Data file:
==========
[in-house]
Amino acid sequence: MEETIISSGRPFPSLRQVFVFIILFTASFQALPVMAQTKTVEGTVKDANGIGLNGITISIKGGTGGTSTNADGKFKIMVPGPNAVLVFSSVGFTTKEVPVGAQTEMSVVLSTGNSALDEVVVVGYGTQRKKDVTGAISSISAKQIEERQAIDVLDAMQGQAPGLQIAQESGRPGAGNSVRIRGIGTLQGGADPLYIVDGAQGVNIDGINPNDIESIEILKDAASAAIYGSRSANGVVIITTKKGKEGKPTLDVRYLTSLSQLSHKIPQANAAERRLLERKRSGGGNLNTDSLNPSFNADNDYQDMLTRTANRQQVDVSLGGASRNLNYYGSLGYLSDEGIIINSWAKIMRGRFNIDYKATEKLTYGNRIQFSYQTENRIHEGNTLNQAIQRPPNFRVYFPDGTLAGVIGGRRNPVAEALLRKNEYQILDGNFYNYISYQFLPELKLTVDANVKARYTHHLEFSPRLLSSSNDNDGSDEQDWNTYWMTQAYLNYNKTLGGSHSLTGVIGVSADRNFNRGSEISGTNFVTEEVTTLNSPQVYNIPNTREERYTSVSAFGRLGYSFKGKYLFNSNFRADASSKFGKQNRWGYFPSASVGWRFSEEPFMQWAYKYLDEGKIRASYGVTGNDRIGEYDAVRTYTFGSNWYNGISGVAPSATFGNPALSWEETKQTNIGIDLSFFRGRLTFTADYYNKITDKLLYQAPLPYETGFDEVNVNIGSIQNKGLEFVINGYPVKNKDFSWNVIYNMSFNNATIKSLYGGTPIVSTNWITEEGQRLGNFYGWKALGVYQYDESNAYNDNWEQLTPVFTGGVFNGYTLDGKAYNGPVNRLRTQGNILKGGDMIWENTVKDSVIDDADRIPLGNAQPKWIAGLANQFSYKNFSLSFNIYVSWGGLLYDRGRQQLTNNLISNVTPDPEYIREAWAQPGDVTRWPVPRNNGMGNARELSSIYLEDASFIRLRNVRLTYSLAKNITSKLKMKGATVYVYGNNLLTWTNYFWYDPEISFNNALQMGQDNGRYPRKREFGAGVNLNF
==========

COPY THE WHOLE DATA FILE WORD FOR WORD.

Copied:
[in-house]
Amino acid sequence: MEETIISSGRPFPSLRQVFVFIILFTASFQALPVMAQTKTVEGTVKDANGIGLNGITISIKGGTGGTSTNADGKFKIMVPGPNAVLVFSSVGFTTKEVPVGAQTEMSVVLSTGNSALDEVVVVGYGTQRKKDVTGAISSISAKQIEERQAIDVLDAMQGQAPGLQIAQESGRPGAGNSVRIRGIGTLQGGADPLYIVDGAQGVNIDGINPNDIESIEILKDAASAAIYGSRSANGVVIITTKKGKEGKPTLDVRYLTSLSQLSHKIPQANAAERRLLERKRSGGGNLNTDSLNPSFNADNDYQDMLTRTANRQQVDVSLGGASRNLNYYGSLGYLSDEGIIINSWAKIMRGRFNIDYKATEKLTYGNRIQFSYQTENRIHEGNTLNQAIQRPPNFRVYFPDGTLAGVIGGRRNPVAEALLRKNEYQILDGNFYNYISYQFLPELKLTVDANVKARYTHHLEFSPRLLSSSNDNDGSDEQDWNTYWMTQAYLNYNKTLGGSHSLTGVIGVSADRNFNRGSEISGTNFVTEEVTTLNSPQVYNIPNTREERYTSVSAFGRLGYSFKGKYLFNSNFRADASSKFGKQNRWGYFPSASVGWRFSEEPFMQWAYKYLDEGKIRASYGVTGNDRIGEYDAVRTYTFGSNWYNGISGVAPSATFGNPALSWEETKQTNIGIDLSFFRGRLTFTADYYNKITDKLLYQAPLPYETGFDEVNVNIGSIQNKGLEFVINGYPVKNKDFSWNVIYNMSFNNATIKSLYGGTPIVSTNWITEEGQRLGNFYGWKALGVYQYDESNAYNDNWEQLTPVFTGGVFNGYTLDGKAYNGPVNRLRTQGNILKGGDMIWENTVKDSVIDDADRIPLGNAQPKWIAGLANQFSYKNFSLSFNIYVSWGGLLYDRGRQQLTNNLISNVTPDPEYIREAWAQPGDVTRWPVPRNNGMGNARELSSIYLEDASFIRLRNVRLTYSLAKNITSKLKMKGATVYVYGNNLLTWTNYFWYDPEISFNNALQMGQDNGRYPRKREFGAGVNLNF